People’s protest—What will our story be?

Featured image: Protesters marched in London on 15 February, 2003 as part of a global rally against the US-led war on Iraq. The UK Government was Washington’s staunchest ally. Pix by Peter Macdiarmid.

On February 15, 2003, the world witnessed what peace activist Phyllis Bennis described as “the single largest mobilisation of people in the history of humanity, bar none.” Millions of people took to the streets in at least 600 cites and 60 countries across the globe.

The Guinness Book of World Records listed the event as the largest anti-war rally in history where protestors around the world shared a single common concern: The imminent pre-emptive invasion of Iraq by the U.S. and its allies.

Protests were reported in 150 cities in the U.S. alone as President George W. Bush intensified his case for the war both at home and at the United Nations. On that historic day London, Rome, Barcelona and Sydney saw the largest people’s protest in their respective histories.

International coordination for the event was unprecedented and academics have described it as a “globalisation of conscience”. And unlike the global protest against the Vietnam War, this was bigger and held even before war was declared.

Speaking in New York on February 15, Hollywood actress Susan Sarandon accused the Bush administration of hijacking national fears by anchoring the reasons for war in the tragedy of September 11.

The U.S. government’s case against Iraq was obscured by claims against Al-Qaeda and Saddam Hussein’s alleged possession of weapons of mass destruction. But citizens across the globe and many in the U.S. were convinced that it was simply a battle to conquer Iraq’s oil.

“Not in our name!” was a slogan that resonated among U.S. citizens who marched on that day. And fearing serious casualties among troops and Iraqi civilians, they chanted, “No blood for oil!”.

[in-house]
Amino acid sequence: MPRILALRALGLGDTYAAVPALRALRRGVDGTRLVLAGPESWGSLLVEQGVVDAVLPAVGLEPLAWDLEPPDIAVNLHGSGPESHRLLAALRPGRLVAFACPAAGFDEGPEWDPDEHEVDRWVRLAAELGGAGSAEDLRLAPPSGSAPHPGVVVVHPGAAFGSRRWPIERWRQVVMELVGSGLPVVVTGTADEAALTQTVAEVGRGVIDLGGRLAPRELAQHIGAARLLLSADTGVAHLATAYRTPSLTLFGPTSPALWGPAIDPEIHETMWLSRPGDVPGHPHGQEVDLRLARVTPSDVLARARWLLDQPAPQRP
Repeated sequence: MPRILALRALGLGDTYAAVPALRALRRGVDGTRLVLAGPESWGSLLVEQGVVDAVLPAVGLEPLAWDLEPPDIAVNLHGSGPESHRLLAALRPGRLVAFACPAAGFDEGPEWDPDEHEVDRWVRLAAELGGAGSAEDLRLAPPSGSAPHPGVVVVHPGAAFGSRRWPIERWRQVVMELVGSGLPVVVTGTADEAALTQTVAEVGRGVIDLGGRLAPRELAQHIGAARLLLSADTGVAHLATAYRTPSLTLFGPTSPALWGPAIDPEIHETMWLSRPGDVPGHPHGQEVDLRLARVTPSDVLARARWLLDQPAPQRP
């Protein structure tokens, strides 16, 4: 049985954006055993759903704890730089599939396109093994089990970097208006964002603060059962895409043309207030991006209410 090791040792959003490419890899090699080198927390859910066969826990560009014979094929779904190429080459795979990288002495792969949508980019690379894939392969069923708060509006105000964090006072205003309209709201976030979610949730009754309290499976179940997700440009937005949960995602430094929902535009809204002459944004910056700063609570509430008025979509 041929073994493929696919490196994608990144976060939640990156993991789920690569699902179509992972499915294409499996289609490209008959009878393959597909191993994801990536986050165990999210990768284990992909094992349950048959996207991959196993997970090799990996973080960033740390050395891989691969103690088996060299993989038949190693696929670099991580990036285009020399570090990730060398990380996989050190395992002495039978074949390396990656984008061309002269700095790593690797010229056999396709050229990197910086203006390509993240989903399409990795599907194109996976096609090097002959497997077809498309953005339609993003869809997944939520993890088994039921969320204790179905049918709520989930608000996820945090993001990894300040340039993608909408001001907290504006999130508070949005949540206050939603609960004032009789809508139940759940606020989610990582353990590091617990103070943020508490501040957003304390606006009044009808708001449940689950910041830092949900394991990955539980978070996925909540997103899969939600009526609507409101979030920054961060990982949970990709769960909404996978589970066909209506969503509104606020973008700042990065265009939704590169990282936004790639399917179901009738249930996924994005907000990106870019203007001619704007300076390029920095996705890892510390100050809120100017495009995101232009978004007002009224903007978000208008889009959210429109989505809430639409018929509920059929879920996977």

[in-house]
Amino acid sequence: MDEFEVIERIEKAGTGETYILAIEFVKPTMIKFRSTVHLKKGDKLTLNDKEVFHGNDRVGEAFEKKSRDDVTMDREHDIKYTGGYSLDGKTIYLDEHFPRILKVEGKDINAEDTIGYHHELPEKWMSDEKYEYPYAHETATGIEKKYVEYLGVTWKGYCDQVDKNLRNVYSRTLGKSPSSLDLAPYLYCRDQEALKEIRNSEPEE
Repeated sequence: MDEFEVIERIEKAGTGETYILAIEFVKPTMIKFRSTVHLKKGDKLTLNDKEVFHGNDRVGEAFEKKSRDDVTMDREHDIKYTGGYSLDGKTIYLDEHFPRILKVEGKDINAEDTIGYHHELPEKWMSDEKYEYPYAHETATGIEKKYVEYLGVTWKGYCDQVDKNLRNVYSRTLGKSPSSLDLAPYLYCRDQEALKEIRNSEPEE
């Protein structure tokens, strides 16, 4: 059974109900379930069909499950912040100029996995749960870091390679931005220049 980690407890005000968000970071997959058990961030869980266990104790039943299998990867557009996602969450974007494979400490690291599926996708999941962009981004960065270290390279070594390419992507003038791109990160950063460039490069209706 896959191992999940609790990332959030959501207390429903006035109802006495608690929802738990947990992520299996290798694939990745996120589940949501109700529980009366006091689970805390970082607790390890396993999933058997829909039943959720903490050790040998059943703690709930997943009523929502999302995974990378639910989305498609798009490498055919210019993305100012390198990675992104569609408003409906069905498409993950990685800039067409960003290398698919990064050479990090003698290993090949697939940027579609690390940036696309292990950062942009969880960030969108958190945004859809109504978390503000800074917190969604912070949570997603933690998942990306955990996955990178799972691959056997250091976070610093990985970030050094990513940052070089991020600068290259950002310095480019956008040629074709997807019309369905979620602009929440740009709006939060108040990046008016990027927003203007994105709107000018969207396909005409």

Unlike the government’s convoluted reasoning for war, the message of the anti-war movement was focused. They did not call for the downfall of the President’s Republican party or raise any other issue apart from holding the office of the President and Commander-in-Chief accountable to national and international laws vis-à-vis declaring war on another sovereign state.

About a month after that “single largest mobilisation of people in the history of humanity” the U.S. rained the city of Baghdad with satellite-guided Massive Ordinance Air Blast Bombs (MOABs)—weighing 9,500kg each and nicknamed Mother of All Bombs.

The historic February 15 people’s protest and world public opinion did not stop the war.

By April Baghdad had fallen to foreign troops. By December that year Saddam Hussein was captured and executed for crimes against humanity. Iraq continued to be occupied for nine years.

Like the Vietnam War, what changed for the U.S. was the return of fallen troops. As more and more young Americans came home in body bags the political landscape began to change, paving the path for a “peace” President.

In 2008, Barack Obama was elected the first African-American U.S. President. Based on promise alone he was conferred a Nobel Peace Prize in 2009, two years before he declared the war on Iraq over.

Despite the Nobel Prize this President however continues to maintain U.S. military interests across the globe from Bulgaria to Bahrain and Saudi Arabia to Singapore. And while he stressed in 2010 that an independent Palestine was necessary, the U.S. was among the two strongest opponents to Palestine’s bid for statehood at the United Nations in 2011. The other opponent was Israel.

He recently launched his re-election campaign video where among his list of achievements include “Libya liberated” and “Osama bin Laden dead”. The U.S. war in Afghanistan however, is still in effect.

This is the story of the U.S. government since the historic people’s protest on February 15, 2003.

What will our story be?

Published in Malay Mail

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